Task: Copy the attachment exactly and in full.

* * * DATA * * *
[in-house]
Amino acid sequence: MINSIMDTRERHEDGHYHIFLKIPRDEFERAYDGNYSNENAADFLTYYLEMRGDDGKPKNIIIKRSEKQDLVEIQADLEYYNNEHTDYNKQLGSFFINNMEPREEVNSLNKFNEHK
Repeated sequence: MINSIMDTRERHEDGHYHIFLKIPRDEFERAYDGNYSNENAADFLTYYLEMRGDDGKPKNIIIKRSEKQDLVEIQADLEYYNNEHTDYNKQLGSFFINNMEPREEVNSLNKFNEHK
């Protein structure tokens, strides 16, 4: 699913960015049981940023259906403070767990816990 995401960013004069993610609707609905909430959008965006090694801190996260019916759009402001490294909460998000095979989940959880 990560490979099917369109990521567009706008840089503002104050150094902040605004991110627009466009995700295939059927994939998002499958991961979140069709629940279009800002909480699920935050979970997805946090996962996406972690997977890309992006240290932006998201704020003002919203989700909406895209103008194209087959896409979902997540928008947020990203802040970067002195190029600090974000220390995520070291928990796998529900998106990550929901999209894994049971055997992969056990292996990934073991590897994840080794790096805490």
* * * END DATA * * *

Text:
[in-house]
Amino acid sequence: MINSIMDTRERHEDGHYHIFLKIPRDEFERAYDGNYSNENAADFLTYYLEMRGDDGKPKNIIIKRSEKQDLVEIQADLEYYNNEHTDYNKQLGSFFINNMEPREEVNSLNKFNEHK
Repeated sequence: MINSIMDTRERHEDGHYHIFLKIPRDEFERAYDGNYSNENAADFLTYYLEMRGDDGKPKNIIIKRSEKQDLVEIQADLEYYNNEHTDYNKQLGSFFINNMEPREEVNSLNKFNEHK
């Protein structure tokens, strides 16, 4: 699913960015049981940023259906403070767990816990 995401960013004069993610609707609905909430959008965006090694801190996260019916759009402001490294909460998000095979989940959880 990560490979099917369109990521567009706008840089503002104050150094902040605004991110627009466009995700295939059927994939998002499958991961979140069709629940279009800002909480699920935050979970997805946090996962996406972690997977890309992006240290932006998201704020003002919203989700909406895209103008194209087959896409979902997540928008947020990203802040970067002195190029600090974000220390995520070291928990796998529900998106990550929901999209894994049971055997992969056990292996990934073991590897994840080794790096805490």